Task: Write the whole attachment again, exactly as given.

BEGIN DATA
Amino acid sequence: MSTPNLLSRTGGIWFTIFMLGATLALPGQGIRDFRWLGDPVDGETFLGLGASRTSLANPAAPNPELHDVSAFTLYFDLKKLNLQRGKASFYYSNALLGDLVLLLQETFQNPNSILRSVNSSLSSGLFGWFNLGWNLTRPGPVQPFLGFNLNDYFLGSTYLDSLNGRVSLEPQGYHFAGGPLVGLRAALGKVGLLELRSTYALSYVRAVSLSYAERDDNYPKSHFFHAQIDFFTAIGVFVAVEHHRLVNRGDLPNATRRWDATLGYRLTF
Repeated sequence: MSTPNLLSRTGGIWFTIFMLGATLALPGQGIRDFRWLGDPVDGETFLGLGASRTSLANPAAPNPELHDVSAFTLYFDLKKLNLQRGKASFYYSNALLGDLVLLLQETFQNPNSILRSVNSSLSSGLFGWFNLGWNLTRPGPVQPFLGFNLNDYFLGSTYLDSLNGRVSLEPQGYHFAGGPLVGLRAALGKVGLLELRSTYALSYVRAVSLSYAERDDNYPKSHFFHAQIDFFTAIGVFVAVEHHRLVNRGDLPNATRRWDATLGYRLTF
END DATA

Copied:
Amino acid sequence: MSTPNLLSRTGGIWFTIFMLGATLALPGQGIRDFRWLGDPVDGETFLGLGASRTSLANPAAPNPELHDVSAFTLYFDLKKLNLQRGKASFYYSNALLGDLVLLLQETFQNPNSILRSVNSSLSSGLFGWFNLGWNLTRPGPVQPFLGFNLNDYFLGSTYLDSLNGRVSLEPQGYHFAGGPLVGLRAALGKVGLLELRSTYALSYVRAVSLSYAERDDNYPKSHFFHAQIDFFTAIGVFVAVEHHRLVNRGDLPNATRRWDATLGYRLTF
Repeated sequence: MSTPNLLSRTGGIWFTIFMLGATLALPGQGIRDFRWLGDPVDGETFLGLGASRTSLANPAAPNPELHDVSAFTLYFDLKKLNLQRGKASFYYSNALLGDLVLLLQETFQNPNSILRSVNSSLSSGLFGWFNLGWNLTRPGPVQPFLGFNLNDYFLGSTYLDSLNGRVSLEPQGYHFAGGPLVGLRAALGKVGLLELRSTYALSYVRAVSLSYAERDDNYPKSHFFHAQIDFFTAIGVFVAVEHHRLVNRGDLPNATRRWDATLGYRLTF